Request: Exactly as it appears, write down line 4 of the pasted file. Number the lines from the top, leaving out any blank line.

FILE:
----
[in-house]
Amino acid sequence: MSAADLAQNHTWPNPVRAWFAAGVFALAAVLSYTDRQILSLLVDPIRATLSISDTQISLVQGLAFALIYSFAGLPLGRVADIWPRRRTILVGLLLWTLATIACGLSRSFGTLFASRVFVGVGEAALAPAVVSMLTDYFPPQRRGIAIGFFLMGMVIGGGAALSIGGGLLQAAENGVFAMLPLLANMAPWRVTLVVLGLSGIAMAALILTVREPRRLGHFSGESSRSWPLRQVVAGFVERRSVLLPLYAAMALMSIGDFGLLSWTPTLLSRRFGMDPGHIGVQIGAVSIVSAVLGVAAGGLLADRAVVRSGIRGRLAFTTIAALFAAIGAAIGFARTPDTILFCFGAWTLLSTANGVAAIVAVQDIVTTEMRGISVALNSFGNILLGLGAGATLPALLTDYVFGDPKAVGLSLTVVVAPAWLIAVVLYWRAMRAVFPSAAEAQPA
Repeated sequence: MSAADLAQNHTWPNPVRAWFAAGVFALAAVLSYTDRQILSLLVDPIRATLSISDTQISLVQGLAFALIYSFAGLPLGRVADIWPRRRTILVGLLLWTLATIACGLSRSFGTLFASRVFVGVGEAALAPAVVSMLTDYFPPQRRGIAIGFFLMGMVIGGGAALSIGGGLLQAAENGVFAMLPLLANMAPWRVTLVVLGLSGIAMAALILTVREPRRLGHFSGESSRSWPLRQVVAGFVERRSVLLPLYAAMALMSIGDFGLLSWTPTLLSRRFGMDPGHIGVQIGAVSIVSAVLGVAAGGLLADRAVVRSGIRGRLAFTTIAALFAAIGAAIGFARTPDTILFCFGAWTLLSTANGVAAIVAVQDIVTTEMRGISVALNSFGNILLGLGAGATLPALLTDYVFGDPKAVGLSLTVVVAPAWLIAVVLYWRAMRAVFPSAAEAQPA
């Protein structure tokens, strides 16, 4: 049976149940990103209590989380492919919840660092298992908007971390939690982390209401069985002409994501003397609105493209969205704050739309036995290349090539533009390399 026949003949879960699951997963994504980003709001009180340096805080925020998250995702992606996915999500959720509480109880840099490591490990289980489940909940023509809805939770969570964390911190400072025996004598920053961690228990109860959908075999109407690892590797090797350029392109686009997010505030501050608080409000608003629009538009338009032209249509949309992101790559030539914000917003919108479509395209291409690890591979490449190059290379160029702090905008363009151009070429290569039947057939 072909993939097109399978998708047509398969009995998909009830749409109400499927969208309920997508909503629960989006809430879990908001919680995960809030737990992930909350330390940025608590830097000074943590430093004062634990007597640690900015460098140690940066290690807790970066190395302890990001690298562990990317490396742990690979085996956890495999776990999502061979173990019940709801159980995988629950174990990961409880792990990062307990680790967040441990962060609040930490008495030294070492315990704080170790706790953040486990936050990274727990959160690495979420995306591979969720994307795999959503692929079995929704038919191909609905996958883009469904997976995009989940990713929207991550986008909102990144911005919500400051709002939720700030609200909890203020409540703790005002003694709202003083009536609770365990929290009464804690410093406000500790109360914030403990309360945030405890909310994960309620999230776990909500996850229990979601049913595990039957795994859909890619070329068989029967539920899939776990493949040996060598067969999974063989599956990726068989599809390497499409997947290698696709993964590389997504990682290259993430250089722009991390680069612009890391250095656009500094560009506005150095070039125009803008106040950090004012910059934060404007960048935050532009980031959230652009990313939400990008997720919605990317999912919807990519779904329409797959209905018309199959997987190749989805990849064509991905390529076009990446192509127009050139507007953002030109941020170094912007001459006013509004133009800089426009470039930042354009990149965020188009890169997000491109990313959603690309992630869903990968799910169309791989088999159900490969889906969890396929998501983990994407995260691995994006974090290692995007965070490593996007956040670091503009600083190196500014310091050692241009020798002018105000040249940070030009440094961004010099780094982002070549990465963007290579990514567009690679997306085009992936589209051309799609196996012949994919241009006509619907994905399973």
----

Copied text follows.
């Protein structure tokens, strides 16, 4: 049976149940990103209590989380492919919840660092298992908007971390939690982390209401069985002409994501003397609105493209969205704050739309036995290349090539533009390399 026949003949879960699951997963994504980003709001009180340096805080925020998250995702992606996915999500959720509480109880840099490591490990289980489940909940023509809805939770969570964390911190400072025996004598920053961690228990109860959908075999109407690892590797090797350029392109686009997010505030501050608080409000608003629009538009338009032209249509949309992101790559030539914000917003919108479509395209291409690890591979490449190059290379160029702090905008363009151009070429290569039947057939 072909993939097109399978998708047509398969009995998909009830749409109400499927969208309920997508909503629960989006809430879990908001919680995960809030737990992930909350330390940025608590830097000074943590430093004062634990007597640690900015460098140690940066290690807790970066190395302890990001690298562990990317490396742990690979085996956890495999776990999502061979173990019940709801159980995988629950174990990961409880792990990062307990680790967040441990962060609040930490008495030294070492315990704080170790706790953040486990936050990274727990959160690495979420995306591979969720994307795999959503692929079995929704038919191909609905996958883009469904997976995009989940990713929207991550986008909102990144911005919500400051709002939720700030609200909890203020409540703790005002003694709202003083009536609770365990929290009464804690410093406000500790109360914030403990309360945030405890909310994960309620999230776990909500996850229990979601049913595990039957795994859909890619070329068989029967539920899939776990493949040996060598067969999974063989599956990726068989599809390497499409997947290698696709993964590389997504990682290259993430250089722009991390680069612009890391250095656009500094560009506005150095070039125009803008106040950090004012910059934060404007960048935050532009980031959230652009990313939400990008997720919605990317999912919807990519779904329409797959209905018309199959997987190749989805990849064509991905390529076009990446192509127009050139507007953002030109941020170094912007001459006013509004133009800089426009470039930042354009990149965020188009890169997000491109990313959603690309992630869903990968799910169309791989088999159900490969889906969890396929998501983990994407995260691995994006974090290692995007965070490593996007956040670091503009600083190196500014310091050692241009020798002018105000040249940070030009440094961004010099780094982002070549990465963007290579990514567009690679997306085009992936589209051309799609196996012949994919241009006509619907994905399973």